The Stack Archive News Article

Kaspersky discovers powerful Skygofree mobile Trojan

Wed 17 Jan 2018

Security researchers at Kaspersky Labs have discovered an advanced mobile Trojan called Skygofree, which carries a swathe of worrying features.

The Trojan, which has so far only breached a small number of devices in Italy, is, according to Kaspersky, ‘overflowing’ with ways to impeach upon the user’s privacy.

It has the ability to track the user’s location, then turn on audio recording when they are in a certain place. This has major applications in a business setting, where it would be easy for the hackers to listen in on confidential meetings or conversations.

Skygofree can also connect an infected device to a wi-fi network controlled by the hackers, even when the user has disabled wi-fi on the phone or tablet. This means that traffic processed under that wi-fi network can be collected and analysed by the hackers – including details such as logins, passwords and credit card details.

Compared to typical Trojans, which carry out a simple task such as taking payment information or installing ransomware, Skygofree has far more advanced abilities. This includes bypassing devices’ standby modes.

It does this, for instance, by sending system notifications to Android devices, which functions as a workaround to the operating system’s battery saving mode. The software can even turn on the front facing camera and take a photo when the user unlocks the phone.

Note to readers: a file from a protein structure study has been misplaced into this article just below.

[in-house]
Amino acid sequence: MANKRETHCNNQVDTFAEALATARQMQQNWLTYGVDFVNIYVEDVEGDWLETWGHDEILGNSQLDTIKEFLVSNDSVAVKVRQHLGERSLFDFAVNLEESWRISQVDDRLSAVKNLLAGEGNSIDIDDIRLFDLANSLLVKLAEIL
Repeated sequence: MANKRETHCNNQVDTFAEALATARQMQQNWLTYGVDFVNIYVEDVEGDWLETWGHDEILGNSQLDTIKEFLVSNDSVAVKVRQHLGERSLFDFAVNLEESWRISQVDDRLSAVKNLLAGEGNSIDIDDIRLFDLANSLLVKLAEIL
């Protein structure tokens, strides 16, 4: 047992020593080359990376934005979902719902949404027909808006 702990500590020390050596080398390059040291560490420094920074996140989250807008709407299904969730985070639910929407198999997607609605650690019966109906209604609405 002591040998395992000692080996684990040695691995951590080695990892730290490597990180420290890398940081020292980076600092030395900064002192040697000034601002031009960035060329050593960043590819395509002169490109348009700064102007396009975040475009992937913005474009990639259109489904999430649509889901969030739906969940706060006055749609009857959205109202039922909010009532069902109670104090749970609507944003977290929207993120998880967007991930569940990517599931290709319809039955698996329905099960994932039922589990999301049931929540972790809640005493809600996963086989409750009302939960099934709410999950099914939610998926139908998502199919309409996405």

As if that wasn’t enough, it can also gain access to popular messaging apps such as Messenger, Skype and WhatsApp. In the case of WhatsApp, which at the last count was used by 1.3 billion people worldwide, Skygofree gains access by using Accessibility Services, which is intended to assistant blind or deaf phone users.

Though the device will require permission to do this, the designers of the malware hide the request for this behind another apparently innocent request.

According to Kaspersky, the trojan has been in use since 2014, when it initially began as a simple piece of malware. It has developed over time into the more complex ‘spyware’ that is now attacking phones.

Skygofree appears to be gaining access to phones via fake mobile operator websites. The Trojan pretends to be an update to improve mobile internet speed.


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